Once we get to the stage where we have positive EV then a fast aggro deck like this particularly pays off as it allows us to churn through games very fast.
Let's now review the pieces we need to put together to be an effective competitive MTGO player.
- some natural aptitude for this type of puzzle-solving.
- knowledge of the current card set and meta.
- an expensive deck. (Subbing in less powerful commons for high impact rares will lower your win rate).
So I've pretty much blown out my reserves putting together this deck and subsidised it by selling off most of the valuable cards I don't need (like an Ugin). My natural aptitude is what it is, by definition it's not something any of us can alter. The rest comes from experience, learning and understanding the plays and counterplays as one practices against other decks in the meta and decks that come from out of left field and do unexpected things.
The strength of Atarka Red is that it's so brutal it flat out beats decks that can't contain it. That is, if my opponent is focused on building his own strategy rather than removing my creatures or otherwise breaking my game flow I'm likely to win. It kills so fast left undisrupted and can cope with several removal spells and still go on for a win depending on the draws.
For Standard format the 8 player Swiss listed on Goatbot EV isn't an option so my choices are:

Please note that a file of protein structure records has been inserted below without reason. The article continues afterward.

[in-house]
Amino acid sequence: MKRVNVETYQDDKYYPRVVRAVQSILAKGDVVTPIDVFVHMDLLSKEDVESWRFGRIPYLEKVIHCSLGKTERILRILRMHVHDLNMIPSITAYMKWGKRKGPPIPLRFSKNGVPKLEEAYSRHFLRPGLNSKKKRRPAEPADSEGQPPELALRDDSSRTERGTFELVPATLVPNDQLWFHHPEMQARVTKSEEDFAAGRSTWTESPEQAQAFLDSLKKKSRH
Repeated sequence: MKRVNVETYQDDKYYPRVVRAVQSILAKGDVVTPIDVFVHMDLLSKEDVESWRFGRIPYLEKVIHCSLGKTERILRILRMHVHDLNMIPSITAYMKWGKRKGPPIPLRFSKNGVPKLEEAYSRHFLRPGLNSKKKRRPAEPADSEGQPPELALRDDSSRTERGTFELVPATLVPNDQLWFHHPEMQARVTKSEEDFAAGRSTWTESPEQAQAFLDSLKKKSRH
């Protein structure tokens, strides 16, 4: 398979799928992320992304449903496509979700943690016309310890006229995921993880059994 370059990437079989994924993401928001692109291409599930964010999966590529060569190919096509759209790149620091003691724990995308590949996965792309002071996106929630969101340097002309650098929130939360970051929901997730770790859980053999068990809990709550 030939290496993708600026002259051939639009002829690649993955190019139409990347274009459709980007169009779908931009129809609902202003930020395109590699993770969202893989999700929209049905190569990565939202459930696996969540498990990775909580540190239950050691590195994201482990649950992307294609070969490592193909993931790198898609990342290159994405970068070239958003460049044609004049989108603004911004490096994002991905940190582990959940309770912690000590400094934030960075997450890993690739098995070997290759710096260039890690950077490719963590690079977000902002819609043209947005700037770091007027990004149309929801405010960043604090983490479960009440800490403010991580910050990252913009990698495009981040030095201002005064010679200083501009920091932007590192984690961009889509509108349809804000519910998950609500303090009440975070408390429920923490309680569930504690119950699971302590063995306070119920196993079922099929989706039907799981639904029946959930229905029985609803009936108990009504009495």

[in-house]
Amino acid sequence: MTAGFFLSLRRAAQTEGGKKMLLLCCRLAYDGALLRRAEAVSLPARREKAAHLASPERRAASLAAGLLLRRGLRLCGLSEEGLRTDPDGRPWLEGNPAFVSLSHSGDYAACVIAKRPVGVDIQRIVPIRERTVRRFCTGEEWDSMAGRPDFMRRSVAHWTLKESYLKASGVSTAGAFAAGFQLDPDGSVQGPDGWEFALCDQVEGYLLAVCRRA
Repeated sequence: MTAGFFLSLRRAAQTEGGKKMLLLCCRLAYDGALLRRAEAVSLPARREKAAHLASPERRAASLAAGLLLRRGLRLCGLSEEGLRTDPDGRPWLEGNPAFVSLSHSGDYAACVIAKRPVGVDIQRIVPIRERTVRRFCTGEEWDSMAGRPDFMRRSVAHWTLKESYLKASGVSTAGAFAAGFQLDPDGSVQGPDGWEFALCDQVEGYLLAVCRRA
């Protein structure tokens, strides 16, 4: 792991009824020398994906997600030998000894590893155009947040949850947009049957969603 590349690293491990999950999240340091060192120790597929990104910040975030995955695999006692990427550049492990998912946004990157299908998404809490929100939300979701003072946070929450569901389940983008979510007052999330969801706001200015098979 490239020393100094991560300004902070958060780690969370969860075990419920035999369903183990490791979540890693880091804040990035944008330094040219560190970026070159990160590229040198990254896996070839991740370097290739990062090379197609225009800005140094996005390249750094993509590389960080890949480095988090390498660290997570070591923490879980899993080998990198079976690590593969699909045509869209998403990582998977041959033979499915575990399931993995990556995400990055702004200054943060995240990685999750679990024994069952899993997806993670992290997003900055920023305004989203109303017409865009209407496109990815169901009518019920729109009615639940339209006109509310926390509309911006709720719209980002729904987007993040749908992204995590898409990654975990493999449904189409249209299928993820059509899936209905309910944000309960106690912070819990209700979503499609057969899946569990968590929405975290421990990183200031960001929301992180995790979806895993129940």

Standard Daily Swiss
Standard Single Elimination
The Daily Swiss concentrates its payouts at the top. You play 4 matches and you get a ton of prizes for winning all 4, a good payout for winning 3 and nothing for winning 2, 1 or 0. This makes it a very punishing format for new players. This format actually is the first to become EV positive with rising win rate. At 52% win rate currently you are net positive. However that is heavily skewed towards the top end so 52% win rate with high variance is great but consistently scoring 2 wins - 2 losses is terrible even if it's around 50%.
The Single Elimination is much more accessible. Win one match and you win enough Play Points to enter another one. Win more than one and you get substantial rewards though nowhere near what a Daily winner gets. Even if you're really bad you will sometimes get a payout simply because your opponent got awful draws.
The Standard 2 player is the worst EV of the Constructed formats for good players but the best for bad players. Even if you never win (0% win rate) you still get some rewards in this format.
Standard League has the lowest EV loss per game which makes it a good choice at the gaining experience stage of our MTGO careers.
Now let's talk about rewards. I have a slightly different valuation on some of the rewards to the Goatbot calculator.